Debate and Disagreement in the Courtroom: Women, the Law, and Property in England, 1400–1800
North American Conference on British Studies 4
Some scholars who have studied women’s status under English law have relied on prescriptive literature, taking the patriarchal paradigm laid out in sermons and treatises as an indication that women were confined mainly to the private sphere of family and the household. More recently, however, scholars have begun using the records of English legal courts to uncover the real, lived experiences of women from the medieval to the modern period. These records reveal that English women were often not as silent and submissive as prescriptive literature would suggest. Instead, these legal disputes present a wholly different picture of women’s lives, one in which women were vocal and vociferous defenders of their legal right to property, and sought to maintain some degree of financial independence.
This panel expands scholarly discussion of women, the law, and property in England by focusing on what legal disputes can tell us about women’s lived experiences: how they defended their property in the courts, how they sought to maintain financial independence, and how they sometimes even entered into legal disputes against their own husbands, fathers, and brothers. Using legal records from the courts of common law and the court of Chancery, Sara Butler’s paper examines the life of singlewomen in the fifteenth century, and seeks to explain how this marginal, and often forgotten, group of women survived in a world in which marriage was the norm. Lindsay Moore’s paper utilizes a similar set of sources to those used by Butler. She highlights the legal activities of female aristocrats in the seventeenth century, revealing that these women possessed a remarkable degree of knowledge about the intricacies of English property law, and made pivotal decisions about how their cases were prosecuted before the courts. Seventeenth-century aristocratic women who sought to defend their property were often pitted against their male family members in the courtroom, a fact highlighted by Julia Rudolph’s paper as well. Using case law and legal treatises, Rudolph’s paper shows how women involved in eighteenth-century mortgage disputes defended their interests in property against the claims of their male relatives.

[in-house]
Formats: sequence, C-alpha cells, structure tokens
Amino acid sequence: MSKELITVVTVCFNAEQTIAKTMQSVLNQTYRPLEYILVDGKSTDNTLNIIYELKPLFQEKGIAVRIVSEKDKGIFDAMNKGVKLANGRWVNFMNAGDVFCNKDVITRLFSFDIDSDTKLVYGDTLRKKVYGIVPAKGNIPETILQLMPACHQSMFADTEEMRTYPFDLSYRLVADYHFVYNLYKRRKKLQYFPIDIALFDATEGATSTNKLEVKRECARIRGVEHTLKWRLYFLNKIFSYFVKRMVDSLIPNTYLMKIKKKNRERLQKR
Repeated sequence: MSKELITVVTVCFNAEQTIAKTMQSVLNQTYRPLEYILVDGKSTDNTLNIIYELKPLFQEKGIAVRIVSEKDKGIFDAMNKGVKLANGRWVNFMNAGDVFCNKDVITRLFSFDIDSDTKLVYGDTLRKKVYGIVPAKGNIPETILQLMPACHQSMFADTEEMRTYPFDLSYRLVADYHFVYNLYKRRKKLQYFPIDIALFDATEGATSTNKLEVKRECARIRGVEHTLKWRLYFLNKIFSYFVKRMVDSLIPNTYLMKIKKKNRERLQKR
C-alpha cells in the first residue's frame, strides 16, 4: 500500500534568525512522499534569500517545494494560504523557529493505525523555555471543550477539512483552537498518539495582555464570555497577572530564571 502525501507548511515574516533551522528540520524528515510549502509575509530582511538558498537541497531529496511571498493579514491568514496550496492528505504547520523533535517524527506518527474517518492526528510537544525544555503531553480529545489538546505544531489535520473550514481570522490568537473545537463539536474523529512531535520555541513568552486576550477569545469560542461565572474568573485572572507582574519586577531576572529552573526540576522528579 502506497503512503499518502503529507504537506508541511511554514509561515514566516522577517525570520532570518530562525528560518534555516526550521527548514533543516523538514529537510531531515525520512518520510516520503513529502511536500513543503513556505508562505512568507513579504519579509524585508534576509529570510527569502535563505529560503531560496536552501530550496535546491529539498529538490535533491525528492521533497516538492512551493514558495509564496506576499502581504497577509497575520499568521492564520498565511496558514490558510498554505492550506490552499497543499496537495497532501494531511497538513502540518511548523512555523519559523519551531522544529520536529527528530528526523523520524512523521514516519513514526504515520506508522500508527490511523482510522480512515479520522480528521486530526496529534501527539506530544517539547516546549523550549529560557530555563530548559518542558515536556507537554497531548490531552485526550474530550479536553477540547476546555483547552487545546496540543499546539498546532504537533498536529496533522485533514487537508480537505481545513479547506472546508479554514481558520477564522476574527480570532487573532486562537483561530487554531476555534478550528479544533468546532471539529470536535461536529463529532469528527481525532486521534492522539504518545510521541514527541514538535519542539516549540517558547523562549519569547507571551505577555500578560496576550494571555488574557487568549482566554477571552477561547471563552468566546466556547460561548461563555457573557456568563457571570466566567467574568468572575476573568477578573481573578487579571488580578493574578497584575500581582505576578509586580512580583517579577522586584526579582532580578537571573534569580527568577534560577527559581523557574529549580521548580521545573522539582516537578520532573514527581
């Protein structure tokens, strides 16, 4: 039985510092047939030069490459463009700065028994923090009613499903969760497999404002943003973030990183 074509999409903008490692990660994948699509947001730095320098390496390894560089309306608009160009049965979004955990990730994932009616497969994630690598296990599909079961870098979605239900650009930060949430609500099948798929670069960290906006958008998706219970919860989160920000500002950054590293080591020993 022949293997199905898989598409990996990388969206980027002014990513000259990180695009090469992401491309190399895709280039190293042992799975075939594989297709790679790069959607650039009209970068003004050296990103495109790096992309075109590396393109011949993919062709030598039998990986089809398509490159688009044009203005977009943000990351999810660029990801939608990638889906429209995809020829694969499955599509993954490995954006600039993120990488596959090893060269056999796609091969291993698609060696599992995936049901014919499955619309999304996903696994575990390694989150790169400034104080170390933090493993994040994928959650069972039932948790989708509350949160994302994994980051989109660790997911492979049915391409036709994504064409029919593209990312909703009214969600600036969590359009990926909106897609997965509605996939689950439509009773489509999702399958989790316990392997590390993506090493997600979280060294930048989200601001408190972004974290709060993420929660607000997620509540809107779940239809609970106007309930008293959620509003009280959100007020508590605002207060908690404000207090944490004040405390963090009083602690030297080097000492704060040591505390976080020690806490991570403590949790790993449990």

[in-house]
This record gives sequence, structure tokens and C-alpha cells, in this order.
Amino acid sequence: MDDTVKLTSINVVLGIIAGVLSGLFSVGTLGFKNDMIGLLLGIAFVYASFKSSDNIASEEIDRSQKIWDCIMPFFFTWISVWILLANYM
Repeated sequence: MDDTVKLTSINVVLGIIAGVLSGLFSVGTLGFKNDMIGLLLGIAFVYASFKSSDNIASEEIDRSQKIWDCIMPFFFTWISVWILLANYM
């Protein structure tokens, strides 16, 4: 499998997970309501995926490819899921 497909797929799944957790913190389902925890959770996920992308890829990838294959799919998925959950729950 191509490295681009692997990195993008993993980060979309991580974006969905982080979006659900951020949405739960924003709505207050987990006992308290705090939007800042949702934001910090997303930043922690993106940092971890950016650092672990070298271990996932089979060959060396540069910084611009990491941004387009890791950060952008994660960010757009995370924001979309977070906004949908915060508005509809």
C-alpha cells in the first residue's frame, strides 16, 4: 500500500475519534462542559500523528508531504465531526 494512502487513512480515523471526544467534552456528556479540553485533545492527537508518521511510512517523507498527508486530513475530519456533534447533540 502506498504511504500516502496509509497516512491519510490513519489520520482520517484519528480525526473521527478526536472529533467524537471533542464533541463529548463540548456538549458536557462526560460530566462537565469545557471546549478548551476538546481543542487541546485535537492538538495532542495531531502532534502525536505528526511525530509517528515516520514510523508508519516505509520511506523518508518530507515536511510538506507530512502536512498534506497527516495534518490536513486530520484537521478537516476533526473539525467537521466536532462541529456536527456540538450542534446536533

By looking at women’s debates and disagreements in the courtroom, this panel raises questions about how the legal status of English women developed during a period of profound and momentous historical change. Did women’s status under the law improve or decline from the medieval to the modern period? What can legal disputes involving women tell us about their changing relationship to the law? By revealing that women could often use legal leverage to secure their own financial benefit, this panel augments the scholarly discussion on women’s status under English law.